The following was taken from breakingnews.ie.
The Minister for Education has confirmed that the Leaving Certificate exam has been postponed this year.
All students are being offered the option of receiving calculated grades for subjects and the alternative of sitting the exam at date in the future “when it is considered safe to do so”.
The decision was confirmed on Friday after public health advice noted that the previously announced date of July 29 would not be possible due to health implications associated with COVID19.
The main phases in the process of calculating grades will be school-based and national standardisation.
There will be no Leaving Cert fees this year, and any paid will be refunded.
Teachers will be asked to provide a professional judgement of each student’s attainment which will be subject to “rigorous” in-school alignment process “to ensure fairness”.For school alignment, subject teachers will review the teacher’s estimated scores for the sudents, and the rank order of their students in the class. Teachers will not set additional assessments for purposes of determining an estimated percentage mark, instead using student’s performance over the course of study, class assessments, house exams, mock exams, coursework (even if incomplete) and previous results in the subject while at school.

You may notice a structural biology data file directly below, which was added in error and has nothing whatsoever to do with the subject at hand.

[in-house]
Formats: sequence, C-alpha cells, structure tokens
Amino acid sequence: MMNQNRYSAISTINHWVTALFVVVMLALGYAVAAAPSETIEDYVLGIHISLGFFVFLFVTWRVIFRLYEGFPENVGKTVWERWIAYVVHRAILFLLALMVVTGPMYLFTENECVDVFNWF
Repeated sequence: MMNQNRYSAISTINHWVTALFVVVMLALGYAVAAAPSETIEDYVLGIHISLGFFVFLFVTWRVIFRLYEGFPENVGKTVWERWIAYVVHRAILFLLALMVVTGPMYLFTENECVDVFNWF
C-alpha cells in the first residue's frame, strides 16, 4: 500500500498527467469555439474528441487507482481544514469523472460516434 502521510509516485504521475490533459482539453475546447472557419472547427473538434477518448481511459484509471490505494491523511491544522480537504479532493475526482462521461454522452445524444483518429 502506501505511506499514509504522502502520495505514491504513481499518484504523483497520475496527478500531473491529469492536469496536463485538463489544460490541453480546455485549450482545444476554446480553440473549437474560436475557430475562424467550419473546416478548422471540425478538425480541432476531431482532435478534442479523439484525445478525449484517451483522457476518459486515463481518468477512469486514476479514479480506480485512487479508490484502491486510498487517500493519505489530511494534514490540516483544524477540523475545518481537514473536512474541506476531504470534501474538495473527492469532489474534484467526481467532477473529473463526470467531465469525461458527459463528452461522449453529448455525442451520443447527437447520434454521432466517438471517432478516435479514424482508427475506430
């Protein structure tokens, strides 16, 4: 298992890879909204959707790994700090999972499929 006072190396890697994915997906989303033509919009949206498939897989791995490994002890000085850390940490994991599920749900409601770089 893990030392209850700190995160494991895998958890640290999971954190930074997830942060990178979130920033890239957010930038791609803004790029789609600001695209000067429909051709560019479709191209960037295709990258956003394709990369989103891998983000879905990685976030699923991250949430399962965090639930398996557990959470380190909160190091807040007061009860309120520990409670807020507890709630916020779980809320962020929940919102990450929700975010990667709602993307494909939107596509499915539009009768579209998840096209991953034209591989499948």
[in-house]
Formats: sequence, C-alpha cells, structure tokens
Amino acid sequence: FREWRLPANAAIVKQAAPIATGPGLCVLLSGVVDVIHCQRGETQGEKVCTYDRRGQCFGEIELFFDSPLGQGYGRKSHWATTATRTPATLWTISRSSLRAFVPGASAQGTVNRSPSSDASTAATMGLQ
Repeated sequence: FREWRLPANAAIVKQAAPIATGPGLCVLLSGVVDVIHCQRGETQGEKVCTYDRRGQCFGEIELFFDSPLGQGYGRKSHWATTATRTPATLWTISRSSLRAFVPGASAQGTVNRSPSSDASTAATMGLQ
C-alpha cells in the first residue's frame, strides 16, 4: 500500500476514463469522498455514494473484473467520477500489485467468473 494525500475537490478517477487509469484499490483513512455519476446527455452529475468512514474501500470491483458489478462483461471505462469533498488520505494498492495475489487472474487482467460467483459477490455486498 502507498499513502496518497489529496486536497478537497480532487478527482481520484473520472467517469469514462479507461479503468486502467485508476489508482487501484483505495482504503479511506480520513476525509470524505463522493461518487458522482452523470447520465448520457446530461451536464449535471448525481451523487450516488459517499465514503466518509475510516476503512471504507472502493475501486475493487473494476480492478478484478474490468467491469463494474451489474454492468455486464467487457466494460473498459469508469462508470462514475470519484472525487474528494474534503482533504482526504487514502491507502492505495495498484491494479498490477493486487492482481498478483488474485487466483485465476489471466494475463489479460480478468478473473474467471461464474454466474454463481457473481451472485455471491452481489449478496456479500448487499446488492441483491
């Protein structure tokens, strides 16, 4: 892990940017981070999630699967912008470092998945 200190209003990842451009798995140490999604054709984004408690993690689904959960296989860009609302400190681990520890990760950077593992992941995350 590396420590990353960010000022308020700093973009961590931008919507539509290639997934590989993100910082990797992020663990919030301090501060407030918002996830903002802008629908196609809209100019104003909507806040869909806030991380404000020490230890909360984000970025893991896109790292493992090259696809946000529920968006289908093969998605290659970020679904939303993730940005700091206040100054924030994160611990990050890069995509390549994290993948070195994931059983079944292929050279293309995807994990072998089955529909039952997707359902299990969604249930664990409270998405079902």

The school principal will approve estimated scores and the rankings of each student in each subject in the school.
If a student has joined a class from another school, the teacher will consult with the previous teacher and use the records they have, if this is not possible, the teacher will need to make “the best judgement he/she can on the information available”.
A special unit is being established within the Department of Education to process the data provided by each school to ensure fairness.
Final grades will be issued to each student as close as possible to the traditional date, and student right to appeal will be retained. Appeals will involve checks on school-entered data, transfer of that data, a review of the process by the department, and a verification of the Department’s processes by independent appeal scrutineers.
Minister Joe McHugh said the decision was made “with the best interests of students at heart”